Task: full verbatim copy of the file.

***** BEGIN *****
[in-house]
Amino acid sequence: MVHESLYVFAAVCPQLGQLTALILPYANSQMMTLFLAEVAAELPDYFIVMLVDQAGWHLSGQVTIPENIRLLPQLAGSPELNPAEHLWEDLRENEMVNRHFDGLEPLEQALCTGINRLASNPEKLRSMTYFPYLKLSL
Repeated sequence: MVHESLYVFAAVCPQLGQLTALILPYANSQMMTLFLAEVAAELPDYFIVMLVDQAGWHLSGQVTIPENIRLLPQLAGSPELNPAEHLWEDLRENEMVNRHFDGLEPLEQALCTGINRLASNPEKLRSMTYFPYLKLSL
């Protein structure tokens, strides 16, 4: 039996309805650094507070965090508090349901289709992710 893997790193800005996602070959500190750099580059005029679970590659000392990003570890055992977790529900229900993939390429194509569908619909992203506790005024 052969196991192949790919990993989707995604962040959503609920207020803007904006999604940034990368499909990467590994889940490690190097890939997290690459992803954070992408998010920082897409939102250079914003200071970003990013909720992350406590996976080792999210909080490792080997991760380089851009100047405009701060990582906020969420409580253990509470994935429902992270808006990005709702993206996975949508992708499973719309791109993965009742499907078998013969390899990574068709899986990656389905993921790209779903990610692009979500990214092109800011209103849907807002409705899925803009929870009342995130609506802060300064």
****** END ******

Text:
[in-house]
Amino acid sequence: MVHESLYVFAAVCPQLGQLTALILPYANSQMMTLFLAEVAAELPDYFIVMLVDQAGWHLSGQVTIPENIRLLPQLAGSPELNPAEHLWEDLRENEMVNRHFDGLEPLEQALCTGINRLASNPEKLRSMTYFPYLKLSL
Repeated sequence: MVHESLYVFAAVCPQLGQLTALILPYANSQMMTLFLAEVAAELPDYFIVMLVDQAGWHLSGQVTIPENIRLLPQLAGSPELNPAEHLWEDLRENEMVNRHFDGLEPLEQALCTGINRLASNPEKLRSMTYFPYLKLSL
């Protein structure tokens, strides 16, 4: 039996309805650094507070965090508090349901289709992710 893997790193800005996602070959500190750099580059005029679970590659000392990003570890055992977790529900229900993939390429194509569908619909992203506790005024 052969196991192949790919990993989707995604962040959503609920207020803007904006999604940034990368499909990467590994889940490690190097890939997290690459992803954070992408998010920082897409939102250079914003200071970003990013909720992350406590996976080792999210909080490792080997991760380089851009100047405009701060990582906020969420409580253990509470994935429902992270808006990005709702993206996975949508992708499973719309791109993965009742499907078998013969390899990574068709899986990656389905993921790209779903990610692009979500990214092109800011209103849907807002409705899925803009929870009342995130609506802060300064």